“The unreliability of the assessments, combined with the unreliability of five-year-olds, means these assessments are almost completely useless as guides to the achievement and needs of five-year-olds.”
That’s how Professor Dylan Wiliams – one of the world’s foremost experts in formative assessment – explained his opposition to Scotland’s use of standardised assessment (SNSA) in Primary 1.
Over recent weeks, discussion of the P1 tests by the Parliamentary Education Committee has covered the statistical reliability of SNSA at length but not, so far, the reliability of five-year-olds. And five-year-olds are, bless them, pretty unreliable.
I mean, would you entrust a five-year-old with a secret? Or expect them successfully to repeat a simple domestic task that you painstakingly explained a week ago? If you were inadvertently separated from a five-year-old in a crowded shopping centre, would you feel confident that they’d follow your well-drilled safety instructions?
Or, if you’re a teacher, try this simple numeracy test: In a group of twenty five-year-olds, how many might answer the question ‘3+7’ correctly? And how many would come up with the same answer tomorrow?
Executive function, self-regulation and standards
Even though most five-year-olds have already made remarkable progress in physical control, spoken language and social skills, they’ve a long way to go before they’re emotionally and cognitively ‘reliable’.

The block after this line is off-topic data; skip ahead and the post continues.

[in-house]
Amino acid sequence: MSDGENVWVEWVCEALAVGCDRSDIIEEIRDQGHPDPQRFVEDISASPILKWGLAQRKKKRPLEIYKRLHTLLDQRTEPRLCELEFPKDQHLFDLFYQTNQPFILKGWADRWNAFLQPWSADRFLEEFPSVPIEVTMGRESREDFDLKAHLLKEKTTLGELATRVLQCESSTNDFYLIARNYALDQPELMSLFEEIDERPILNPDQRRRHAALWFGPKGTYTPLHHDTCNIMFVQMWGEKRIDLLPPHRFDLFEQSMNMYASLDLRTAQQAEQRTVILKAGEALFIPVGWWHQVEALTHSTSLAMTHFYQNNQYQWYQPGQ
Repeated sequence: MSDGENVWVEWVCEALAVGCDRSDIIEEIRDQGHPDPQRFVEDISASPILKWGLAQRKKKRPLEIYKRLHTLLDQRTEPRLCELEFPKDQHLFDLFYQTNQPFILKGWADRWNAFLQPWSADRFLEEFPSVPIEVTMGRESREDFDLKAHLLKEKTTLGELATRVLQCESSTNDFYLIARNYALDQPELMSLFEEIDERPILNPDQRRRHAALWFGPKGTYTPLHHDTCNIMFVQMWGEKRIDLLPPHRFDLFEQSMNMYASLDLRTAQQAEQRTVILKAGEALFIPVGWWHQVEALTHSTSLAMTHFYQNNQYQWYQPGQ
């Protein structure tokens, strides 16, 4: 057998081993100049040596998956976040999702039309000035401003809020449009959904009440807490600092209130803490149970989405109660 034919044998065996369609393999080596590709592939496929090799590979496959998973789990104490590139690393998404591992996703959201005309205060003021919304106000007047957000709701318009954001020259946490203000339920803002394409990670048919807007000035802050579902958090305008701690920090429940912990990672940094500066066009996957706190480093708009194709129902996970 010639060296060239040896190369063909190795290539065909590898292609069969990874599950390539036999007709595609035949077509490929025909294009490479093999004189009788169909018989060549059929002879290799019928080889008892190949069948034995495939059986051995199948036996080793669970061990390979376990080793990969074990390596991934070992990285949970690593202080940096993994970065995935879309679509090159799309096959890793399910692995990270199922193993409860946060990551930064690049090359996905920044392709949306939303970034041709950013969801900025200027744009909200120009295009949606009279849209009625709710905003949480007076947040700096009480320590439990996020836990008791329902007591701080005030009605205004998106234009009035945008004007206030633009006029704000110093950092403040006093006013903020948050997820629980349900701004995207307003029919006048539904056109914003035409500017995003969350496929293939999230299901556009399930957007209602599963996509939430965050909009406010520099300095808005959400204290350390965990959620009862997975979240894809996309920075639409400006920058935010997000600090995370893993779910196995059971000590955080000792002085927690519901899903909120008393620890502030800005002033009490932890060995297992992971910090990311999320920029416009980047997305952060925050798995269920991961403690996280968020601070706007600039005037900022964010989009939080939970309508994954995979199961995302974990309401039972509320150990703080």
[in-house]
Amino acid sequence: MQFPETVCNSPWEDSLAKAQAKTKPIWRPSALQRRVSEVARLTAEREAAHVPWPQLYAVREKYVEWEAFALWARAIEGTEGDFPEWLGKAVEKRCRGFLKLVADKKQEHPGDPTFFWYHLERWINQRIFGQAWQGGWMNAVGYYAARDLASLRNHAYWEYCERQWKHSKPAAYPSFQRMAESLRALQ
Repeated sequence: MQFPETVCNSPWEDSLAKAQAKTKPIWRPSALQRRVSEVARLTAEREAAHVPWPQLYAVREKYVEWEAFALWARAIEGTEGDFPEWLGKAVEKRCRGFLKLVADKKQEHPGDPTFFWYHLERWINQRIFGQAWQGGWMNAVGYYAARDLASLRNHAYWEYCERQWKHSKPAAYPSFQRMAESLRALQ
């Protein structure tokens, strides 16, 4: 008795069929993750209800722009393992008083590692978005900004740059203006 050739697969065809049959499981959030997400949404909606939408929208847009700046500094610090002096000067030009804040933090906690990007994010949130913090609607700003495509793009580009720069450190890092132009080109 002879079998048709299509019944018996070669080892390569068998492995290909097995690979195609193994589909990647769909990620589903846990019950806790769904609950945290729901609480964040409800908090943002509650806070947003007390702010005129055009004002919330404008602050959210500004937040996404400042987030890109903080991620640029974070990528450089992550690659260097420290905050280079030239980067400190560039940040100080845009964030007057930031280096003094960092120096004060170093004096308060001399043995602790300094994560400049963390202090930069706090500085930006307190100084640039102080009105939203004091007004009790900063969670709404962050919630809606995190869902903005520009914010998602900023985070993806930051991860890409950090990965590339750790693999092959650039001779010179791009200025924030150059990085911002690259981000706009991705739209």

What’s more, in any group of five-year-olds, there’s enormous variation between developmental levels.
Human development is profoundly influenced by both nature (elements of an individual’s genetic makeup) and nurture (the emotional, social and cultural experiences available to the child so far).
So, as Professor Wiliams succinctly explained, assessing this highly ‘unreliable’ age-group against a collection of educational ‘standards’ is a waste of everyone’s time.
Time, nurture and culture
In terms of their long-term educational success (as well as long-term well-being), what five-year-olds really need is time to develop their executive functions and self-regulation skills (see scroll above). For this, they depend upon adults to provide a nurturing environment – i.e. supportive emotional, social and cultural experiences – in which to practise focusing their attention, remembering instructions, and juggling multiple tasks.